Using a compact but powerful laser, a research team at the University of Nebraska-Lincoln created a new way to generate synchrotron X-rays. (Agencies)
Researchers say the device could lead to advanced applications in many fields; including high definition security scanning, earlier tumour identification, or the study of extremely fast reactions that occur too rapidly for observation with conventional X-rays.
Although the high quality of synchrotron X-rays make them ideal for research ranging from the structure of matter to advanced medical images, access to the technology has been limited until now. Most traditional synchrotron X-ray devices are gigantic and costly, available only at a few sites around the world.
"Our hope is that this new technology will lead to applications that benefit both science and society," said Nathan Powers, first author of the journal article.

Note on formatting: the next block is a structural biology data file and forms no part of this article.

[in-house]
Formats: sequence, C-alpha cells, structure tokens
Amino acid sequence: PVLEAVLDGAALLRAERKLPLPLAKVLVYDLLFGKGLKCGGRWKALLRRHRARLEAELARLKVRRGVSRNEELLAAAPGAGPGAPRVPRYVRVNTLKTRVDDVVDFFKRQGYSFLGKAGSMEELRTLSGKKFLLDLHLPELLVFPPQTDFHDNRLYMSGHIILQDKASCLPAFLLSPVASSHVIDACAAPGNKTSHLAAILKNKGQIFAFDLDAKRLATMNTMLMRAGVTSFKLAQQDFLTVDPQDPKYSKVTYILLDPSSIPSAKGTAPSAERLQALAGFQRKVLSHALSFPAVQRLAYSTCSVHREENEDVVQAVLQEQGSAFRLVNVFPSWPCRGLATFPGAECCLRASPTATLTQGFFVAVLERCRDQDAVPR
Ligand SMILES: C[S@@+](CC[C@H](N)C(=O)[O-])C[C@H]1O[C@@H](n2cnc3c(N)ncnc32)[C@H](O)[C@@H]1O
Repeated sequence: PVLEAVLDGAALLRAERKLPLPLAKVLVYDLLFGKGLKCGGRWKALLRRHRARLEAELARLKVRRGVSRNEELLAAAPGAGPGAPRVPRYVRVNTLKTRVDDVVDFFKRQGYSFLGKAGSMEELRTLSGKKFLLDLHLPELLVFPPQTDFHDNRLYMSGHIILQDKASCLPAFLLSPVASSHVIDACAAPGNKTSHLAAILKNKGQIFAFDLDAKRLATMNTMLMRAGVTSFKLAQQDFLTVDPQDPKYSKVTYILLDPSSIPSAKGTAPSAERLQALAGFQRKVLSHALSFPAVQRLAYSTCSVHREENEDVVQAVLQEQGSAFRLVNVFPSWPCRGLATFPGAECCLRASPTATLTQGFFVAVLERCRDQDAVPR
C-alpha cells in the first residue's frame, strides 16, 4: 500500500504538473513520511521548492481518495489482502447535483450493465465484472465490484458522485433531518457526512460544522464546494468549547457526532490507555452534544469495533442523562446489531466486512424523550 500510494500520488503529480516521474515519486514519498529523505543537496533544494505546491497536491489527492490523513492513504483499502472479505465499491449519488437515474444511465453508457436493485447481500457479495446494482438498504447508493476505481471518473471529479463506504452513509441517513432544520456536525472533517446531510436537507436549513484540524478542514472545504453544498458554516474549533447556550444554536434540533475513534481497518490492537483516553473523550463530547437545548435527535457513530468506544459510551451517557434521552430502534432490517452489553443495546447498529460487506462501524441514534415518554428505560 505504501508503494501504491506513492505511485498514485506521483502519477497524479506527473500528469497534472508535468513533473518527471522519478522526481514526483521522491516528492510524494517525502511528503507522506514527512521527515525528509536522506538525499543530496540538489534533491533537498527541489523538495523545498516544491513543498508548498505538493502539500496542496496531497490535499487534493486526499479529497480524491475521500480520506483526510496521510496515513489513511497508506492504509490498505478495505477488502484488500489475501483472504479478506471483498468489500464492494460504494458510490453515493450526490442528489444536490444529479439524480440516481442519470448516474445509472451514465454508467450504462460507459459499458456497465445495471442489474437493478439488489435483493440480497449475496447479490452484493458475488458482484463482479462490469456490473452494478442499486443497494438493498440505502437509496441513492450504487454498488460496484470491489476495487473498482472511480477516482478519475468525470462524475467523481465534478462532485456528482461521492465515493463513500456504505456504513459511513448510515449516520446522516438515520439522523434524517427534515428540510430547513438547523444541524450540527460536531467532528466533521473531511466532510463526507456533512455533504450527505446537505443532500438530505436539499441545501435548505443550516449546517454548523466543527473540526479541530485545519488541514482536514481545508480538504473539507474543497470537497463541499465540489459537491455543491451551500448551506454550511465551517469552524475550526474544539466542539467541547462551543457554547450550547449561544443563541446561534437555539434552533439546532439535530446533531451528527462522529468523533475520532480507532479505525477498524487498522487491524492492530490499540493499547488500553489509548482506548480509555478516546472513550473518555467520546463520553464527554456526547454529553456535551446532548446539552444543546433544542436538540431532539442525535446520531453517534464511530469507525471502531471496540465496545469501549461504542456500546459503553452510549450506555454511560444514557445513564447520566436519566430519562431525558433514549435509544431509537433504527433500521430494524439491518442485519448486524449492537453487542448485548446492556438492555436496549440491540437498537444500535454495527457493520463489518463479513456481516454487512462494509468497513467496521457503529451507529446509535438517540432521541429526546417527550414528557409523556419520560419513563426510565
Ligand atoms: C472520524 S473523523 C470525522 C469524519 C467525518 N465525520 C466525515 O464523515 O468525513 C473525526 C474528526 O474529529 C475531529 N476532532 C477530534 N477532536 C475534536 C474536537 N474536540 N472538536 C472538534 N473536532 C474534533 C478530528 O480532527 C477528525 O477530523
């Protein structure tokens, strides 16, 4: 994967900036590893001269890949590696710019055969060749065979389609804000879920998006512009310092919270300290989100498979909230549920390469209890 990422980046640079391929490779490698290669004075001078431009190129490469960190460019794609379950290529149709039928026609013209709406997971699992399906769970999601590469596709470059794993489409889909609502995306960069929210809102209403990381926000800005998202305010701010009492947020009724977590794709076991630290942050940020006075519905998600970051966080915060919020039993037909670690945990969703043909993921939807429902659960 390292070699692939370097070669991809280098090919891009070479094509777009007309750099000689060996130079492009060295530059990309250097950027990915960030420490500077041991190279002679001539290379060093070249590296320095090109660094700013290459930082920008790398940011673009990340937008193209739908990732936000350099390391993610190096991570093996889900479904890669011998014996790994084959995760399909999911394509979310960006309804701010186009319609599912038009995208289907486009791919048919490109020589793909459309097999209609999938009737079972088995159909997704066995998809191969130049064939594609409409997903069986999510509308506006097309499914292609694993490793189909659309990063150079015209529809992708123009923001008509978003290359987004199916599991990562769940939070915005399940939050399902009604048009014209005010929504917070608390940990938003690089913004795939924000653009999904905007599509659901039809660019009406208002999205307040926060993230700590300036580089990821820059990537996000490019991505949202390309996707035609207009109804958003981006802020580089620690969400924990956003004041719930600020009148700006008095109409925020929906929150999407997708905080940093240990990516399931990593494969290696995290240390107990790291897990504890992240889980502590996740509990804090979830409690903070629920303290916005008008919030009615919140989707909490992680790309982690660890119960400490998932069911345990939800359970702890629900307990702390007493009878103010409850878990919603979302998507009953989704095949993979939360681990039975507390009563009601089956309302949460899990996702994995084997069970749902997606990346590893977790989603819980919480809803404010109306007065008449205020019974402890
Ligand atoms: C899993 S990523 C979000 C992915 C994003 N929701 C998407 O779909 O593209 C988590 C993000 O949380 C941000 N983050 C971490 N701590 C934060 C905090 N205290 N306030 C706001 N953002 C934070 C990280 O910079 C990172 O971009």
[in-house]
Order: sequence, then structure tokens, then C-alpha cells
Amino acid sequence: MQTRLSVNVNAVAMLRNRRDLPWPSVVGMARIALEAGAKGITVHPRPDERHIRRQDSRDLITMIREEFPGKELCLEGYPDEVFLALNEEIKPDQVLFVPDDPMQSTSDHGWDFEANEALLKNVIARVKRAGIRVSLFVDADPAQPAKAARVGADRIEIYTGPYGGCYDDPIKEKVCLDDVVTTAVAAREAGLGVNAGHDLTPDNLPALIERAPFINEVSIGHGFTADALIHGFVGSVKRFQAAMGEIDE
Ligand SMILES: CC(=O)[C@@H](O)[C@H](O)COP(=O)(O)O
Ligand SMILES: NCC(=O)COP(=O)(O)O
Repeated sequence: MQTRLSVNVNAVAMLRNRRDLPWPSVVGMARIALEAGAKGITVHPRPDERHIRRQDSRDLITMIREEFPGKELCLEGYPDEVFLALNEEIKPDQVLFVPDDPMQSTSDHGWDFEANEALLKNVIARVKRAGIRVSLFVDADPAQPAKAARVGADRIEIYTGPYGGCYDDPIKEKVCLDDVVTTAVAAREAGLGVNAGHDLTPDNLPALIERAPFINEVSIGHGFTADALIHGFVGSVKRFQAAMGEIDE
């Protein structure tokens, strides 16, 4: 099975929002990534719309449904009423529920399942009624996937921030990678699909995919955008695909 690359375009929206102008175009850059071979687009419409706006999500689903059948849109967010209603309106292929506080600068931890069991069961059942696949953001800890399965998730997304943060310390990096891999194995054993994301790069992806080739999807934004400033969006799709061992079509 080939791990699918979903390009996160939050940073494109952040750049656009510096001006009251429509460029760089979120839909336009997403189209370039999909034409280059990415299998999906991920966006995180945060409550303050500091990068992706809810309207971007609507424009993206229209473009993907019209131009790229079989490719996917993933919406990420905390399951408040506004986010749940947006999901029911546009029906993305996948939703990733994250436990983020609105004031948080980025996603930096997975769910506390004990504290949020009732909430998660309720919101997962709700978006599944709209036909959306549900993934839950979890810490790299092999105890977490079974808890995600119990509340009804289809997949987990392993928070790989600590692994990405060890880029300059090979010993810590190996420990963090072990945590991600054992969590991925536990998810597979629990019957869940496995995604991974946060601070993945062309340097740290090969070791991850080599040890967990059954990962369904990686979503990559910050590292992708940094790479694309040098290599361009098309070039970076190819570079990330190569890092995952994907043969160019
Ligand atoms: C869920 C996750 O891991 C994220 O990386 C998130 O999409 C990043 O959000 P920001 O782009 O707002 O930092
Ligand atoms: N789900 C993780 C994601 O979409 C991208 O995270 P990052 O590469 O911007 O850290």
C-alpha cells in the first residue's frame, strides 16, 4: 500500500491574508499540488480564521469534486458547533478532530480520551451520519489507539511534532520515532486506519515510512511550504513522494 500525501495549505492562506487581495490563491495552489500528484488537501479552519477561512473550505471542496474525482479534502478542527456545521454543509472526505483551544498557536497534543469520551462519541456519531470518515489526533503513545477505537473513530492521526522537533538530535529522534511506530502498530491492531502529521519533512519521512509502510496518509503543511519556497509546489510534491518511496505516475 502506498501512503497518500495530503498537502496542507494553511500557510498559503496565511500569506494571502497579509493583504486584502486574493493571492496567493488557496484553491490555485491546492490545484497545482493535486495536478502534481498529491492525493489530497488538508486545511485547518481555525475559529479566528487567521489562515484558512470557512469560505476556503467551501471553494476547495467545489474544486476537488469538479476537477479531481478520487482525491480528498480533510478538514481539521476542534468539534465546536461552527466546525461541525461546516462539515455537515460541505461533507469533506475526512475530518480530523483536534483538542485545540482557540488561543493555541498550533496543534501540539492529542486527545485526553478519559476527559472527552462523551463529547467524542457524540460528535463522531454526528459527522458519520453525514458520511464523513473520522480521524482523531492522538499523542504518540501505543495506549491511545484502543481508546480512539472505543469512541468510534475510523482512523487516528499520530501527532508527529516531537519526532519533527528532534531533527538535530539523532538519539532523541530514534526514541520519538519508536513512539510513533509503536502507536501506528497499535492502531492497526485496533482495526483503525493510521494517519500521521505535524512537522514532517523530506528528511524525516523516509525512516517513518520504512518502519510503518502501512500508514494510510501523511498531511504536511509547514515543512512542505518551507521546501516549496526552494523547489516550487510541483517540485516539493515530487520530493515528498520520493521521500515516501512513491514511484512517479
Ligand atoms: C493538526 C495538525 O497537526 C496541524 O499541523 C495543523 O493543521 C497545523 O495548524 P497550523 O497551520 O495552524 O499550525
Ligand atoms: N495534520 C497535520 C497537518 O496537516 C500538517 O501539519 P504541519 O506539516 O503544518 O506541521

Physics professor Donald Umstadter, director of the Extreme Light Laboratory, who led the research project compared the synchrotron X-ray breakthrough to the development of personal computers, giving more people access to computing power once available only via large and costly mainframe computers.
Shrinking components of advanced laser-based technology will increase the feasibility of producing high-quality X-rays in medical and university research laboratories, which in turn could lead to new applications for the X-rays.
Because the new X-ray device could be small enough to fit in a hospital or on a truck, it could lead to more widespread applications for advanced X-ray technology, scientists said.
New applications might include detecting nuclear materials concealed within a shielded container; doctors finding cancerous tumours at earlier stages; or scientists studying extremely fast reactions that occur too rapidly for observation with conventional X-rays.
Using a compact but powerful laser, a research team at the University of Nebraska-Lincoln created a new way to generate synchrotron X-rays.